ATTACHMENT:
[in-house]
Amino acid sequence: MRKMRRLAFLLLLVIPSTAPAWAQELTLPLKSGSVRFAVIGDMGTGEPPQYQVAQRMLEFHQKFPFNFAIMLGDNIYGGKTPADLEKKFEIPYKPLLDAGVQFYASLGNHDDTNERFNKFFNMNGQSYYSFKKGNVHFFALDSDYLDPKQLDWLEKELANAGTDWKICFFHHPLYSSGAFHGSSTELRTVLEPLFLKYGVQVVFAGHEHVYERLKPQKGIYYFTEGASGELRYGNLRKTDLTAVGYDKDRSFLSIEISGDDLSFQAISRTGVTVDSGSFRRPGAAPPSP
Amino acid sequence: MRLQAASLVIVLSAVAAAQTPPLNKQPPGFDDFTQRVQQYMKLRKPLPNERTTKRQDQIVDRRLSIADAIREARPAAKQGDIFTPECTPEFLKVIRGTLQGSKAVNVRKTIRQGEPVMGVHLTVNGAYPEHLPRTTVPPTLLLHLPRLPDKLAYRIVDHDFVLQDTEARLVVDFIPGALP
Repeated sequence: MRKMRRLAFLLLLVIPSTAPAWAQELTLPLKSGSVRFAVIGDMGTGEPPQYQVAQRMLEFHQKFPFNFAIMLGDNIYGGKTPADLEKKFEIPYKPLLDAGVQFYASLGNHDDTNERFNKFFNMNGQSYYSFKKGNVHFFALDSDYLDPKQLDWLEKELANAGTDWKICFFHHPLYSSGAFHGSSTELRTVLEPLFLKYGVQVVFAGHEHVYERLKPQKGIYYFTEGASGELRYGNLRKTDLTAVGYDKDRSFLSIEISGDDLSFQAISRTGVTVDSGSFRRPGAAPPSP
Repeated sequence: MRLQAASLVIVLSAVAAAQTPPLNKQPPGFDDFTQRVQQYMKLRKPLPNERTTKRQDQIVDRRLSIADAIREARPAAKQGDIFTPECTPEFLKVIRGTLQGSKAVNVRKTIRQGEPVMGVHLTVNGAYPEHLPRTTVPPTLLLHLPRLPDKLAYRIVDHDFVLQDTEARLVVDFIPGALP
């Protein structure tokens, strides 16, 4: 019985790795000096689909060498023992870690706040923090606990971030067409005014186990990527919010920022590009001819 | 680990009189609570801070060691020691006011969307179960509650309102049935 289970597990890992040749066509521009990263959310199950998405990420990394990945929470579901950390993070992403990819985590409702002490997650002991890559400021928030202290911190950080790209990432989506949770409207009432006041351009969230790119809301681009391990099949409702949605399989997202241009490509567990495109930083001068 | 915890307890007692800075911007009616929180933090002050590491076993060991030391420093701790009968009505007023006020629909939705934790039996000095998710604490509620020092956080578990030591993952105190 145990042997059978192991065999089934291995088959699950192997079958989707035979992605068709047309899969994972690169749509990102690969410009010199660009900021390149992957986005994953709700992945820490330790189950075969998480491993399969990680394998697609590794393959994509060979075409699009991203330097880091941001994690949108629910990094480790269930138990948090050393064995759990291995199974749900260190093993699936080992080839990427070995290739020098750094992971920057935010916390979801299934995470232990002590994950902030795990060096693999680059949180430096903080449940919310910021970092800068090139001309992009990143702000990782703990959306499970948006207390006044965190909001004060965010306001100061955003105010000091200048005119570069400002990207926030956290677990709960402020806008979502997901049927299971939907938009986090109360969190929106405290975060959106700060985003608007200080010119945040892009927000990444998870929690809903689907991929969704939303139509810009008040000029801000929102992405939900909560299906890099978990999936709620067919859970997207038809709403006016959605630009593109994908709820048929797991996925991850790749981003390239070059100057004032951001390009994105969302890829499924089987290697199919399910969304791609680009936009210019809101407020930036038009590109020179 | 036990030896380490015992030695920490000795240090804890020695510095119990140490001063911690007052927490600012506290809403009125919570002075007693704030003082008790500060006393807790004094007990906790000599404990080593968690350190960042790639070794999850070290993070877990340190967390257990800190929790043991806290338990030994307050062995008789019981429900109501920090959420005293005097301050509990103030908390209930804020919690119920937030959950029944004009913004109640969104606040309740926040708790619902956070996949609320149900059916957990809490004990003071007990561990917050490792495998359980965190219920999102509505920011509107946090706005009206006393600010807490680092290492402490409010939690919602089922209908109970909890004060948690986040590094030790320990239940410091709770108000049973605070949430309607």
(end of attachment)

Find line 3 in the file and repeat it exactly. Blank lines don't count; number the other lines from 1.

Amino acid sequence: MRLQAASLVIVLSAVAAAQTPPLNKQPPGFDDFTQRVQQYMKLRKPLPNERTTKRQDQIVDRRLSIADAIREARPAAKQGDIFTPECTPEFLKVIRGTLQGSKAVNVRKTIRQGEPVMGVHLTVNGAYPEHLPRTTVPPTLLLHLPRLPDKLAYRIVDHDFVLQDTEARLVVDFIPGALP